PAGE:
Agdao vendors push for ground floor display

Concerns rise over sales drop, market design issues
Agdao Public Market in Davao City
Agdao Public Market in Davao CityRojean Grace Patumbon/SunStar Photo

AFTER the resolution approving Agdao Public Market vendors to sell various goods and vegetables in one area, the group now seeks permission to permanently display their goods on the first floor, rather than temporarily. 

Ligaya D. Uba, president of the dry goods section, made this request during a media interview on Wednesday morning, May 22, 2024, at the Agdao Public Market. 

She emphasized their desire to remain on the ground floor alongside the dry goods section, as permitted by the City Economic Enterprise (CEE) and the local government unit, albeit only during specific hours, from 5 to 8 a.m. and from 3 to 8 p.m.

Uba explained, “So mao to nihangyo na pud ko og balik na og pwede ma-permanent na kauban ang dry goods sa baba (I reiterated my request for us to remain on the ground floor alongside the dry goods section),” indicating their plea to stay permanently on the ground floor. 

Moreover, she mentioned their willingness to finance the construction of a shade cover for the first floor if granted permission to display their variety of goods there.

Expressing concern over the unoccupied space on the ground floor, Uba highlighted the necessity for dry goods vendors to utilize that area. She stressed that if banks, parlors, and other establishments were to occupy that space, it would no longer resemble a public market but rather an office complex.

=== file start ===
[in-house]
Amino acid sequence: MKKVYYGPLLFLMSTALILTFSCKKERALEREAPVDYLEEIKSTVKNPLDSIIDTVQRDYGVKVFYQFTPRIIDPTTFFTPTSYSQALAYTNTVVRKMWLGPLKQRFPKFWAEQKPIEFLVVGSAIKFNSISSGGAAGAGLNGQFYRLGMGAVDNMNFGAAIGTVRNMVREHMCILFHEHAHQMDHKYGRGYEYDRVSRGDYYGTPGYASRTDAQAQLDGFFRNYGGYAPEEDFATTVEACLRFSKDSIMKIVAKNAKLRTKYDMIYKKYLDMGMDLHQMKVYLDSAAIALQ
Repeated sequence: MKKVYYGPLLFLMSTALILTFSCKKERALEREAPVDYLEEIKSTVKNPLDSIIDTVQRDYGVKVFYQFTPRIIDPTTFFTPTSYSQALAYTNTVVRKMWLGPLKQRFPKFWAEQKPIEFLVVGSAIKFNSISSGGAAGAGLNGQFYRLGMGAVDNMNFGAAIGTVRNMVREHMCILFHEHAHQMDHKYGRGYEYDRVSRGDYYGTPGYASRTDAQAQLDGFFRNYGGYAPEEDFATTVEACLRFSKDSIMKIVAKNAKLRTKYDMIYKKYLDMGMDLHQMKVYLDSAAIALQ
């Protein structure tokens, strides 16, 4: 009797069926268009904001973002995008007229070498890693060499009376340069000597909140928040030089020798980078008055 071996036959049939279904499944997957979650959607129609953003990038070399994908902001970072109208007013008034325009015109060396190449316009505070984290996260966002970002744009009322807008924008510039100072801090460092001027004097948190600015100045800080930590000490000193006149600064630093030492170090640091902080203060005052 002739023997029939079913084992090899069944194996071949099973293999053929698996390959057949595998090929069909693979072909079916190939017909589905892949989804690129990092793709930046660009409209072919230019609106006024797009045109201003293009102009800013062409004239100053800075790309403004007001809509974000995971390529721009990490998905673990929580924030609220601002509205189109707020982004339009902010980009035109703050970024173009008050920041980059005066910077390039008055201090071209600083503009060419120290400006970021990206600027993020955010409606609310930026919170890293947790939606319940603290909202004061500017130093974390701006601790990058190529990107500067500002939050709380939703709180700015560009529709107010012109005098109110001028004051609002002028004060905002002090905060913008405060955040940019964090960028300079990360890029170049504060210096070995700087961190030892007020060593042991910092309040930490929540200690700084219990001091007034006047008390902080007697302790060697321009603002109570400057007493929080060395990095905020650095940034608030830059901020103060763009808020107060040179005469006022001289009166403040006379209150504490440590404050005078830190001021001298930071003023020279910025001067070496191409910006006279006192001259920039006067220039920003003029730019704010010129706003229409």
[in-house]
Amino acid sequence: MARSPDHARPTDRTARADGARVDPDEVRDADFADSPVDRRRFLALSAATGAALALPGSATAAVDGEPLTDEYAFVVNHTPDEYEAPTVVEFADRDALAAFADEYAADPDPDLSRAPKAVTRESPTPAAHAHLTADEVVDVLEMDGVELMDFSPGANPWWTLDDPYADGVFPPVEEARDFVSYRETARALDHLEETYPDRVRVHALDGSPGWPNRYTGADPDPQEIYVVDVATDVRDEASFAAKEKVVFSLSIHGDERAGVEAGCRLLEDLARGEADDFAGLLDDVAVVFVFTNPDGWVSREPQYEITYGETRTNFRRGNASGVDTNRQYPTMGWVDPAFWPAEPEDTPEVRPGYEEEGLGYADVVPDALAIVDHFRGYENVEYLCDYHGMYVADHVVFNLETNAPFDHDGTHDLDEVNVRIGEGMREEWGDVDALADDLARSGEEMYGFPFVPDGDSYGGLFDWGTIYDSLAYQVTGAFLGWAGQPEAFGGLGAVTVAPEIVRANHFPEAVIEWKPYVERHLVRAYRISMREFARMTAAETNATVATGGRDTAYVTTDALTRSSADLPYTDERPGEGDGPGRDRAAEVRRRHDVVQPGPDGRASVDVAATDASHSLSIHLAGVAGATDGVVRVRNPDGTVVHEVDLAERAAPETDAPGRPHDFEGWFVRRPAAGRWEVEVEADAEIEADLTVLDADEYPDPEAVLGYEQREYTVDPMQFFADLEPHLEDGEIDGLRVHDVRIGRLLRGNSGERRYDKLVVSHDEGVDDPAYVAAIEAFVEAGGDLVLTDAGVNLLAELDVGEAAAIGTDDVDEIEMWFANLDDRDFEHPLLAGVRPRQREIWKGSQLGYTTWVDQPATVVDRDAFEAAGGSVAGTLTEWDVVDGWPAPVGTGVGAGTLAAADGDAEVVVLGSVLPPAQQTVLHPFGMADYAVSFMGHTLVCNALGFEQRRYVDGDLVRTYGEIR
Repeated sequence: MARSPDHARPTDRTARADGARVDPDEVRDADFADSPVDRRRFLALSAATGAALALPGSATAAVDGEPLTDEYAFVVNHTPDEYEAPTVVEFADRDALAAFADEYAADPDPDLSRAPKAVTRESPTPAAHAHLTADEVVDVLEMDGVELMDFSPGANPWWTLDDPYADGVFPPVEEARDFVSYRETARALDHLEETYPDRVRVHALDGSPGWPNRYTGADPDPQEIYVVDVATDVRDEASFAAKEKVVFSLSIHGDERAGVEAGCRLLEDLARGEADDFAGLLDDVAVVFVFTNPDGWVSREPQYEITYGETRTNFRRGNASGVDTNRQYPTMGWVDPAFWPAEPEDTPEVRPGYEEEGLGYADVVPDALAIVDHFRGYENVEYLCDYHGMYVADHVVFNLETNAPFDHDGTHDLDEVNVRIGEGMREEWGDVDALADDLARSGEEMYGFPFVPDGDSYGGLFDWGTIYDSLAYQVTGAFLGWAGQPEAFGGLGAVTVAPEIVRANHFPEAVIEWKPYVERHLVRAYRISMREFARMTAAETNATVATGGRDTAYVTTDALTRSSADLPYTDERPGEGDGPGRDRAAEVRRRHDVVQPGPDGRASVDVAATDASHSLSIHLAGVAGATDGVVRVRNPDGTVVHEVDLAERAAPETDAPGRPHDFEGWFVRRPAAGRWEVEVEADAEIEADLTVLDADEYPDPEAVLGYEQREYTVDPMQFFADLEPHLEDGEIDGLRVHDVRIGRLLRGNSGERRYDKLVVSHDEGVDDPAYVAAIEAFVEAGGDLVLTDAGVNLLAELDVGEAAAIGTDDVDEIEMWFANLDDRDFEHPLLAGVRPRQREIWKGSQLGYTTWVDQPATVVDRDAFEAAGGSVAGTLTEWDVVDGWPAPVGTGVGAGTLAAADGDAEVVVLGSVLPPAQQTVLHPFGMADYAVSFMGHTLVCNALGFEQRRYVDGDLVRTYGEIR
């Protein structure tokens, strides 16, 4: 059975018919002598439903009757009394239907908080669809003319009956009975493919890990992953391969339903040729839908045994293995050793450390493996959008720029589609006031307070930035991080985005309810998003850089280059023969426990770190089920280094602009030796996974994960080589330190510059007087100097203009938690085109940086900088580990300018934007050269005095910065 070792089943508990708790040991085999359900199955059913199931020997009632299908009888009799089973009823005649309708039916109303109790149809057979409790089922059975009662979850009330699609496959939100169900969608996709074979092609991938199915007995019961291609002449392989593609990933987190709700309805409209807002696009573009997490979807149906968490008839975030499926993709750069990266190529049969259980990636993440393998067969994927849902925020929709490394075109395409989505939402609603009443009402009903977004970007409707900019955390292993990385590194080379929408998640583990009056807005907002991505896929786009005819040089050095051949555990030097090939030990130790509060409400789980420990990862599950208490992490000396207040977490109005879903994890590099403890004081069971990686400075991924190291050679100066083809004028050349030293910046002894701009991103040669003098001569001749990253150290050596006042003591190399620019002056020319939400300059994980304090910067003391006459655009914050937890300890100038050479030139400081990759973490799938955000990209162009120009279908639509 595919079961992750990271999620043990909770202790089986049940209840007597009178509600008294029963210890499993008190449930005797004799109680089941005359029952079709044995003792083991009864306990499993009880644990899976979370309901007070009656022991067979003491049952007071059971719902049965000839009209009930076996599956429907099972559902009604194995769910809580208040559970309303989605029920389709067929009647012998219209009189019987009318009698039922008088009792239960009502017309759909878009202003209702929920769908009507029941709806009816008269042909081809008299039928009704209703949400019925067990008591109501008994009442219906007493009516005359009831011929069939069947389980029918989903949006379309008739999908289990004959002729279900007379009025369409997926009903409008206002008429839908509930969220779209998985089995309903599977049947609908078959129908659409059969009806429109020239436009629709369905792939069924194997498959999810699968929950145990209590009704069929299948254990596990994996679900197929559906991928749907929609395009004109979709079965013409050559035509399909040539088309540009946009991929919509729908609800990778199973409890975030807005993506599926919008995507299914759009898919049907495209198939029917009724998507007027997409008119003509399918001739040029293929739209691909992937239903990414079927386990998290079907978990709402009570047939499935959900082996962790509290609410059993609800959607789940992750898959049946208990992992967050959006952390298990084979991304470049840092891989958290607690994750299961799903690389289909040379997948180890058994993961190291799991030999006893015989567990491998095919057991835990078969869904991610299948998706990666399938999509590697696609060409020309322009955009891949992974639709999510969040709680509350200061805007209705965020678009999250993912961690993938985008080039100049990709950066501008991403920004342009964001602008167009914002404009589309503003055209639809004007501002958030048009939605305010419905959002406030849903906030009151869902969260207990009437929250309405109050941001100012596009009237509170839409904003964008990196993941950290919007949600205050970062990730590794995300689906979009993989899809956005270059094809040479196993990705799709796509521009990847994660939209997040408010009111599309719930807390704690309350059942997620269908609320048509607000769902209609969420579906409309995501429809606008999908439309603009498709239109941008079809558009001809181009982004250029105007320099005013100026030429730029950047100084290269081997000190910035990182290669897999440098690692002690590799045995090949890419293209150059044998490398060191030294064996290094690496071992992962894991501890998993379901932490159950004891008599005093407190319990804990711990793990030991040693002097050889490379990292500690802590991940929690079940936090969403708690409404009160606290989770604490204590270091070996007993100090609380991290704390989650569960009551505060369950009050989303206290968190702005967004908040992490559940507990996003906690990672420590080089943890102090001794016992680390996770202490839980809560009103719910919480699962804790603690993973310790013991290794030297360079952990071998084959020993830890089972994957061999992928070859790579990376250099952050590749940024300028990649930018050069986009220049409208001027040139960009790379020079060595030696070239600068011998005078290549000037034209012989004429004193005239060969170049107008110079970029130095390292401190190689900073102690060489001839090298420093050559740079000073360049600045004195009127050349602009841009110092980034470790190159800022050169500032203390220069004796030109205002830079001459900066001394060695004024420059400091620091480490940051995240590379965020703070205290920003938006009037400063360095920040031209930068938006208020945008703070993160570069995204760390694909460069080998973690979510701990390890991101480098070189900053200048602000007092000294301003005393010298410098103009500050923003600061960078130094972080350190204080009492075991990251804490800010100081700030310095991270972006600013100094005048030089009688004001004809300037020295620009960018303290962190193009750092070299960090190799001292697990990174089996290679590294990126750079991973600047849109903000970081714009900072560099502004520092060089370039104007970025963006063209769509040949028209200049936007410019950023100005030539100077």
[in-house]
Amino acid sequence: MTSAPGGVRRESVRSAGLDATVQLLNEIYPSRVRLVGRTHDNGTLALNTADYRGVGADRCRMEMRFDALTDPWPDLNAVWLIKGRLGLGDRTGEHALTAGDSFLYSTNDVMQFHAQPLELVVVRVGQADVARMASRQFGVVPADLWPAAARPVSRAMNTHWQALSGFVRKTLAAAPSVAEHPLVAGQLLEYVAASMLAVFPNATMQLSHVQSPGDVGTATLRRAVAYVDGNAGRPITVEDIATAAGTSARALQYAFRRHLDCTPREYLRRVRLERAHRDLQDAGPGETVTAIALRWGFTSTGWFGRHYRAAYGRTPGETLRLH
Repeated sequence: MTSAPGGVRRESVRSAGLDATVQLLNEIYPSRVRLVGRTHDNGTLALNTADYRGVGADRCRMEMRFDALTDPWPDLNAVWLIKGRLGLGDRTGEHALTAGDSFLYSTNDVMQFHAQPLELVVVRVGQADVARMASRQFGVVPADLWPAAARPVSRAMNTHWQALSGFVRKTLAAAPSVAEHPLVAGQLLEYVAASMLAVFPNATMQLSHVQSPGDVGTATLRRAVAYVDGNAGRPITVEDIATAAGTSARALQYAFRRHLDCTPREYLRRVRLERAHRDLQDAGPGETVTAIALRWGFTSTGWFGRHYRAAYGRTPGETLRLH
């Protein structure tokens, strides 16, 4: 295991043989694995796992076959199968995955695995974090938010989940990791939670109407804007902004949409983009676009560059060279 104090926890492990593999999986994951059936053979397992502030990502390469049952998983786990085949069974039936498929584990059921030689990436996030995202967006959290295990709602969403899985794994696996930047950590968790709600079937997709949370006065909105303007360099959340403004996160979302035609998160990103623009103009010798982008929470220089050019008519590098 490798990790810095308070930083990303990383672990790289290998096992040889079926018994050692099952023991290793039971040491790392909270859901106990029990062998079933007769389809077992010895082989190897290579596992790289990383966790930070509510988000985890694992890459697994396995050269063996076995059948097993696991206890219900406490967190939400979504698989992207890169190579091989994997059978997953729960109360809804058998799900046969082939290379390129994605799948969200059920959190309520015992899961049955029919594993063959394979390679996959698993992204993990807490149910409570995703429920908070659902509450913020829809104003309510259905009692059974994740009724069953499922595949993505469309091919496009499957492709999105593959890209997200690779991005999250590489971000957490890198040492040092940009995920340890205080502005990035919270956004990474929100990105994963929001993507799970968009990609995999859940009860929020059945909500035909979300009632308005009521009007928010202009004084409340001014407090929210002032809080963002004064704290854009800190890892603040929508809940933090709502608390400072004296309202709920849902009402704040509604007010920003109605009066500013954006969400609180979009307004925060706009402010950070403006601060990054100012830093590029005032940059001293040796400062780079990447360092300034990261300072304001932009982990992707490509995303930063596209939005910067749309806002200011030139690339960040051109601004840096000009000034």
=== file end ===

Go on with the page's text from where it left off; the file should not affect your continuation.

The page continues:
Maricel Garcia with her packed produce from the ground floor.
Maricel Garcia with her packed produce from the ground floor.Rojean Grace Patumbon/SunStar Photo

Sales decline

The move to the second floor of the market has significantly impacted sales for vendors like Maricel Garcia, treasurer of the dry goods association and former livestock vendor. She reported a decline in sales due to customers' reluctance to navigate the stairs. 

Before the relocation, their income was nonexistent, and they even resorted to consuming their products. 

However, since the resolution allowing vendors to sell downstairs was approved, they have experienced an income of P1,000 to P2,000 daily, a substantial improvement though still a fraction of their previous earnings.

Similarly, Reynaldo Alocelja, a 62-year-old dry goods vendor, lamented the decline in sales since the relocation, reminiscing about the prosperous days in the old market.

“Ang diri sa taas karun hinay gyud kaayo sa taas. Tung karaan nindot gyud ang halin, nindot gyud tung kaniadtu (Business is really slow up here. Sales were much better back then),” he said. 

Rosie Asan, a dry goods vendor since 2003, shared her experience of dwindling sales from P1,000 to P1,200 in the old market to less than P500 in the current setup, with additional expenses such as stall rent fees.

Unfit

Garcia criticized the market's layout and multiple floors, labeling it inconvenient for customers. She advocated for a return to the old market layout, emphasizing the need for thorough consultation with tenants regarding such changes.

When the integrated market officers, consisting of the section presidents, tried to inquire about the market's design, they were denied access. Instead, they were taken to Maramag, Bukidnon, to view a sample design of the Agdao Market. However, Garcia emphasized that the architects should consider sampling the market in Tagum City, as it aligns better with the needs of Davao City.